The new musical Lili Marlene owes so much to the old musical Cabaret that its producers should be paying royalties. It’s set in Berlin only two year later than Cabaret. Its songs are sometimes sung on the cabaret stage as part of an act. The singer has a romance with an aristocrat, as in Cabaret the movie. There’s a Christian-Jewish romance, and there's a gay element in the script.
The show is produced by Tamra Pica and Write Act Repertory at St Luke's Theatre. Its book, music and lyrics have been written by Michael Antin. They’re all unremarkable. There’s no important conflict in the plot and the melodies are unmemorable. The lyrics vary in quality, sometimes interesting, sometimes cliched.
There’s a single moment of surprise in this play - and it’s an excellent one - when a song is interrupted. But the territory has been well covered, and Lili Marlene has hardly a single original idea.
The action is set immediately before and after Hitler’s appointment as Chancellor in 1933. The story concerns a cabaret singer named Rosie. She was mentored by Marlene Dietrich, and she keeps her promise to that star by singing the song Lili Marlene at every performance.
Rosie is courted by a Count, Willi, and he introduces her to his sister and her family. They’re mildly disrespectful to Rosie because she’s Jewish, but their objections don’t create much drama. Willi’s nephew campaigns against the Nazis. Rosie refuses Willi’s offers of marriage. There’s also an undeveloped subplot involving Rosie and Renate, the cabaret’s lesbian compere.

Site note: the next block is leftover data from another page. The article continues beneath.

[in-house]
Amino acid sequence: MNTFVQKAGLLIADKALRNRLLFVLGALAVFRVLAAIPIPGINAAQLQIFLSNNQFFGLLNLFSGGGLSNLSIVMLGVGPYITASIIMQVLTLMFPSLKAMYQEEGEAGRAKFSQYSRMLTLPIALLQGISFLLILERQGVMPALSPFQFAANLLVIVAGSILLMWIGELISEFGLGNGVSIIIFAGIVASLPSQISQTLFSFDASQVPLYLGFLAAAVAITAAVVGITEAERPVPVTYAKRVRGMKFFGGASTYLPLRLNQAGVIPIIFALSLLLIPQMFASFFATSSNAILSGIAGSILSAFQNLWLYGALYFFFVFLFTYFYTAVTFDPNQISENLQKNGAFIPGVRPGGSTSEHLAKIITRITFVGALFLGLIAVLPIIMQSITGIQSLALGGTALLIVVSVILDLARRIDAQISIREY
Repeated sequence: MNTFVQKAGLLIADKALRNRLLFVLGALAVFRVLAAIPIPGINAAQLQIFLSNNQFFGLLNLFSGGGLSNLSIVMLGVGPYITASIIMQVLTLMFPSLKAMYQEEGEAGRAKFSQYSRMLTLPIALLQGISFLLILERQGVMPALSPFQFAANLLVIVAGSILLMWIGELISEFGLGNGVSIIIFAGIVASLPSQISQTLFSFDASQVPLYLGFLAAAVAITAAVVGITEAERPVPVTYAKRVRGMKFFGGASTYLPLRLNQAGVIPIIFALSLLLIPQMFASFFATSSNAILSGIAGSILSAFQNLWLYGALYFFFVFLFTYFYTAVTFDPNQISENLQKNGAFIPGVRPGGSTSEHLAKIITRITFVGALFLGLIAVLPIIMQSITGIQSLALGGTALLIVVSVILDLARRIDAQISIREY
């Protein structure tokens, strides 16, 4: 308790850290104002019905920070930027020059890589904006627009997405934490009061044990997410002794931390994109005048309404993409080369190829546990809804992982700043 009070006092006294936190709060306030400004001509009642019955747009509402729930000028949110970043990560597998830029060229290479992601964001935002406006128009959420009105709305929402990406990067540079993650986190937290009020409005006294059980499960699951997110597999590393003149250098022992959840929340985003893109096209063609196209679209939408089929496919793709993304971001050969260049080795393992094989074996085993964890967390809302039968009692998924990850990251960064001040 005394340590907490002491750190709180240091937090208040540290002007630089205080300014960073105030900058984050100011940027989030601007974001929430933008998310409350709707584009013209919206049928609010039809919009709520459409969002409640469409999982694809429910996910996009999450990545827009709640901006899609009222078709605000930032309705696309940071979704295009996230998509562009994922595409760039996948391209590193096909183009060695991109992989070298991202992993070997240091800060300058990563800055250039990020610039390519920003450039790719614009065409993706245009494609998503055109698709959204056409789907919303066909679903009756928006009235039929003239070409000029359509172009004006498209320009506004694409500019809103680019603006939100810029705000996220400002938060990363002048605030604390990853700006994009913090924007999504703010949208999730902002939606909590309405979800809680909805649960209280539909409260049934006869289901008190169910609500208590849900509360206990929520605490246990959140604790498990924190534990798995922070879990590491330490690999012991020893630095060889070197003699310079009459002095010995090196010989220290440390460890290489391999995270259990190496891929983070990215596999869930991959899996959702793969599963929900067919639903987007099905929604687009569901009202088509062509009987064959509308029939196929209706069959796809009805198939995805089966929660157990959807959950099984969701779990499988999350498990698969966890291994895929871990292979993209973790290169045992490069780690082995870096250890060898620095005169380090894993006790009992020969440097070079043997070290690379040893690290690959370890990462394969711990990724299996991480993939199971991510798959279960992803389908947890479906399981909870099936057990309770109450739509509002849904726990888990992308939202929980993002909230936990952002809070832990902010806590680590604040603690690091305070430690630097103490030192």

Mark Blowers has directed so as to rob the narrative scenes of all dramatic tension. Actors face front even in intimate scenes. They often don’t use contractions, even in intimate scenes, although they’re inconsistent - sometimes they do use contractions. Nothing robs a scene of privacy more than not contracting words. And often the actors over-articulate, aspirating plosives, unlike real people.
Fortunately, a cabaret can hardly fail to entertain, and the play’s best moments occur on the cabaret stage, when we don’t expect much more than entertainment. Mr. Blowers work is more sure here. The group songs are fun, and we get a terrific compere. There’s also a great comedy duo who make anti-Nazi jokes.
The cast, who are very talented, do the the best they can under these circumstances. Amy Londyn can’t be faulted as a singer, but her church choir voice doesn’t carry the leading role. Moreover, she plays Rosie as a hopelessly nice Nice Girl, without depth. She’s right to avoid cliche, but she doesn’t reflect the counter-culture that made up the Weimar Republic’s cabaret society.
Clint Hromsco plays Willi, the Count, Rosies’s suitor, smartly, making much of a lackluster role. He’s sings very well, but he’s too respectful of the mediocre songs he’s been given. He should take more liberties in phrasing.
The great strong point of the show is Rachel Leighson’s performance as Renate, the cabaret hostess. Not only does she have a great voice, she also has a commanding stage presence. She masters the stage from the very opening, when she reminds us, her cabaret audience, not to click our ball-points.
There’s an interesting detail in the very minor character of the Count’s secretary, a man who moves militarily, in straight lines with right angles. The director has discovered an opportunity to express the military strain of German culture and, knowing the period, we find it ominous.
Granted, there are some interesting moments in the book, as when Rosie tells the Count “It’s true I could never marry you in Germany, but I’m an entertainer. Living in sin is practically expected.” If only the show were as good as its best moments!